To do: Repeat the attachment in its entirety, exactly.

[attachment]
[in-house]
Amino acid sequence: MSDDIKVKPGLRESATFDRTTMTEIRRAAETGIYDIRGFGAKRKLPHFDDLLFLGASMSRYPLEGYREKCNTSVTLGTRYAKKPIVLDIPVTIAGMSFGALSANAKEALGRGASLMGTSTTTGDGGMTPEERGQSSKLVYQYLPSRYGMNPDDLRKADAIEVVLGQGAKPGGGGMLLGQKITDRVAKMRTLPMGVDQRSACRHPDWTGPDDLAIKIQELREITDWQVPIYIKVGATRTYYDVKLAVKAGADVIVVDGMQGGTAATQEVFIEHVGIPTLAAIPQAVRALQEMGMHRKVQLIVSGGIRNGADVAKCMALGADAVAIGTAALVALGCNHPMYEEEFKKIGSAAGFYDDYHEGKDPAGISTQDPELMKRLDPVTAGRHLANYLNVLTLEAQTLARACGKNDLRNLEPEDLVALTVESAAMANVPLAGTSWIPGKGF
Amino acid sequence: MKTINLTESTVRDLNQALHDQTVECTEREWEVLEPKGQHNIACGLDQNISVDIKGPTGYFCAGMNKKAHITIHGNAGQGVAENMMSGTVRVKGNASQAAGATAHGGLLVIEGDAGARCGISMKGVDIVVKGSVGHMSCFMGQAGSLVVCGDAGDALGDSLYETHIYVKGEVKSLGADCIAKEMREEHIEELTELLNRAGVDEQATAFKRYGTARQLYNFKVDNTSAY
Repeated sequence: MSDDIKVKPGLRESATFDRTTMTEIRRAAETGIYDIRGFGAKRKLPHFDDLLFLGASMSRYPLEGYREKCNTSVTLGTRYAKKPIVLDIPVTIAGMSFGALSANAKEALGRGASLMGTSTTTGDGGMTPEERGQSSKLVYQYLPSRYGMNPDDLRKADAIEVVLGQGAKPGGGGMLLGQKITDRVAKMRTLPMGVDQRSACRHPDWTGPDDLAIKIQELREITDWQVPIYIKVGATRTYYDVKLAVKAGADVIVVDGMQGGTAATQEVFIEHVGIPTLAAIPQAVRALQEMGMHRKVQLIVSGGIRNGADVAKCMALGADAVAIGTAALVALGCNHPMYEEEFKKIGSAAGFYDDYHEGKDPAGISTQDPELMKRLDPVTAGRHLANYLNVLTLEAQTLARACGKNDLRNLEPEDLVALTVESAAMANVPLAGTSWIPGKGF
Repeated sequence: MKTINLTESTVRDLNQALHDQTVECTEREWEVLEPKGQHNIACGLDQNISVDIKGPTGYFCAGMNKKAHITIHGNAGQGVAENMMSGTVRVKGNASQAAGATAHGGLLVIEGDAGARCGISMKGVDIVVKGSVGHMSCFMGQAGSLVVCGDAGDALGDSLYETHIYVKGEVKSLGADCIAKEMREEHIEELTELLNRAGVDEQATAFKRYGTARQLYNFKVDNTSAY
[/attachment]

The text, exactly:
[in-house]
Amino acid sequence: MSDDIKVKPGLRESATFDRTTMTEIRRAAETGIYDIRGFGAKRKLPHFDDLLFLGASMSRYPLEGYREKCNTSVTLGTRYAKKPIVLDIPVTIAGMSFGALSANAKEALGRGASLMGTSTTTGDGGMTPEERGQSSKLVYQYLPSRYGMNPDDLRKADAIEVVLGQGAKPGGGGMLLGQKITDRVAKMRTLPMGVDQRSACRHPDWTGPDDLAIKIQELREITDWQVPIYIKVGATRTYYDVKLAVKAGADVIVVDGMQGGTAATQEVFIEHVGIPTLAAIPQAVRALQEMGMHRKVQLIVSGGIRNGADVAKCMALGADAVAIGTAALVALGCNHPMYEEEFKKIGSAAGFYDDYHEGKDPAGISTQDPELMKRLDPVTAGRHLANYLNVLTLEAQTLARACGKNDLRNLEPEDLVALTVESAAMANVPLAGTSWIPGKGF
Amino acid sequence: MKTINLTESTVRDLNQALHDQTVECTEREWEVLEPKGQHNIACGLDQNISVDIKGPTGYFCAGMNKKAHITIHGNAGQGVAENMMSGTVRVKGNASQAAGATAHGGLLVIEGDAGARCGISMKGVDIVVKGSVGHMSCFMGQAGSLVVCGDAGDALGDSLYETHIYVKGEVKSLGADCIAKEMREEHIEELTELLNRAGVDEQATAFKRYGTARQLYNFKVDNTSAY
Repeated sequence: MSDDIKVKPGLRESATFDRTTMTEIRRAAETGIYDIRGFGAKRKLPHFDDLLFLGASMSRYPLEGYREKCNTSVTLGTRYAKKPIVLDIPVTIAGMSFGALSANAKEALGRGASLMGTSTTTGDGGMTPEERGQSSKLVYQYLPSRYGMNPDDLRKADAIEVVLGQGAKPGGGGMLLGQKITDRVAKMRTLPMGVDQRSACRHPDWTGPDDLAIKIQELREITDWQVPIYIKVGATRTYYDVKLAVKAGADVIVVDGMQGGTAATQEVFIEHVGIPTLAAIPQAVRALQEMGMHRKVQLIVSGGIRNGADVAKCMALGADAVAIGTAALVALGCNHPMYEEEFKKIGSAAGFYDDYHEGKDPAGISTQDPELMKRLDPVTAGRHLANYLNVLTLEAQTLARACGKNDLRNLEPEDLVALTVESAAMANVPLAGTSWIPGKGF
Repeated sequence: MKTINLTESTVRDLNQALHDQTVECTEREWEVLEPKGQHNIACGLDQNISVDIKGPTGYFCAGMNKKAHITIHGNAGQGVAENMMSGTVRVKGNASQAAGATAHGGLLVIEGDAGARCGISMKGVDIVVKGSVGHMSCFMGQAGSLVVCGDAGDALGDSLYETHIYVKGEVKSLGADCIAKEMREEHIEELTELLNRAGVDEQATAFKRYGTARQLYNFKVDNTSAY